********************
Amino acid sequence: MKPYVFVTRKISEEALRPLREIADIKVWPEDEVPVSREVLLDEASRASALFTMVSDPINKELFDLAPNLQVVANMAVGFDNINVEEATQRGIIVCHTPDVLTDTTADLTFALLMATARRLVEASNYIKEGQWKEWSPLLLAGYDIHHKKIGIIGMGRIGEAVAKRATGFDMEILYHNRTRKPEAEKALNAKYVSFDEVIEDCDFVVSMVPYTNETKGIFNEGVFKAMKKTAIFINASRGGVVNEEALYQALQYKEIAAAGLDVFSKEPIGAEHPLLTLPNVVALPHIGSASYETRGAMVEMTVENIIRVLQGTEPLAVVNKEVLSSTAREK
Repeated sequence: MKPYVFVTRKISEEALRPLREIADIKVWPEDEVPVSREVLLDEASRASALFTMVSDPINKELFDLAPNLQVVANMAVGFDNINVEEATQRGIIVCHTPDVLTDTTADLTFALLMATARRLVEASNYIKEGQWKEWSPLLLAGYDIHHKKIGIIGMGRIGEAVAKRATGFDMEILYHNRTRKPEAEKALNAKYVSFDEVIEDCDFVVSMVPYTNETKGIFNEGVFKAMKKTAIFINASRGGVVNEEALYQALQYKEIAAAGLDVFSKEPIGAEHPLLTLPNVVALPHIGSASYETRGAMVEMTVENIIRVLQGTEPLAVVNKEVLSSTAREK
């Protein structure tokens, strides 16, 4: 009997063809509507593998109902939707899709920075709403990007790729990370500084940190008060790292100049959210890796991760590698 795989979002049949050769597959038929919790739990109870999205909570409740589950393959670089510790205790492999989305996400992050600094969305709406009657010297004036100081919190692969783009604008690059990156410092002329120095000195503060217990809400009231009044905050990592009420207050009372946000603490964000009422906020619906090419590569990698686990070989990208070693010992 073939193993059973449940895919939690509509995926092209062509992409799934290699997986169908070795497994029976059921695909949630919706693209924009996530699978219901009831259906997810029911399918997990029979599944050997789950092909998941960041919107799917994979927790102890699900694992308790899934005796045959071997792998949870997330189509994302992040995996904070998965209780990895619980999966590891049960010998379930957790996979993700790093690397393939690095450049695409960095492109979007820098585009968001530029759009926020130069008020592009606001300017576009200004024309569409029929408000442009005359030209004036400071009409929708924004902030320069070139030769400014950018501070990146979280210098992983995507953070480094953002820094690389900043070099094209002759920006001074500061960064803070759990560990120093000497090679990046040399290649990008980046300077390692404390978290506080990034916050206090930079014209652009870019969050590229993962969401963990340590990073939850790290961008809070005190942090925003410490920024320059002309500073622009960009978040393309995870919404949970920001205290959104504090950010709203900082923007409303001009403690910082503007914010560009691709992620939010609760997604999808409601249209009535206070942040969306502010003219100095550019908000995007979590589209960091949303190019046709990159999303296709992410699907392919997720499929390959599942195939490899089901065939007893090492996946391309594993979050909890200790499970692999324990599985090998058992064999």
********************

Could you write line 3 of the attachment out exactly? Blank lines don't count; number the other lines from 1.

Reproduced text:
């Protein structure tokens, strides 16, 4: 009997063809509507593998109902939707899709920075709403990007790729990370500084940190008060790292100049959210890796991760590698 795989979002049949050769597959038929919790739990109870999205909570409740589950393959670089510790205790492999989305996400992050600094969305709406009657010297004036100081919190692969783009604008690059990156410092002329120095000195503060217990809400009231009044905050990592009420207050009372946000603490964000009422906020619906090419590569990698686990070989990208070693010992 073939193993059973449940895919939690509509995926092209062509992409799934290699997986169908070795497994029976059921695909949630919706693209924009996530699978219901009831259906997810029911399918997990029979599944050997789950092909998941960041919107799917994979927790102890699900694992308790899934005796045959071997792998949870997330189509994302992040995996904070998965209780990895619980999966590891049960010998379930957790996979993700790093690397393939690095450049695409960095492109979007820098585009968001530029759009926020130069008020592009606001300017576009200004024309569409029929408000442009005359030209004036400071009409929708924004902030320069070139030769400014950018501070990146979280210098992983995507953070480094953002820094690389900043070099094209002759920006001074500061960064803070759990560990120093000497090679990046040399290649990008980046300077390692404390978290506080990034916050206090930079014209652009870019969050590229993962969401963990340590990073939850790290961008809070005190942090925003410490920024320059002309500073622009960009978040393309995870919404949970920001205290959104504090950010709203900082923007409303001009403690910082503007914010560009691709992620939010609760997604999808409601249209009535206070942040969306502010003219100095550019908000995007979590589209960091949303190019046709990159999303296709992410699907392919997720499929390959599942195939490899089901065939007893090492996946391309594993979050909890200790499970692999324990599985090998058992064999």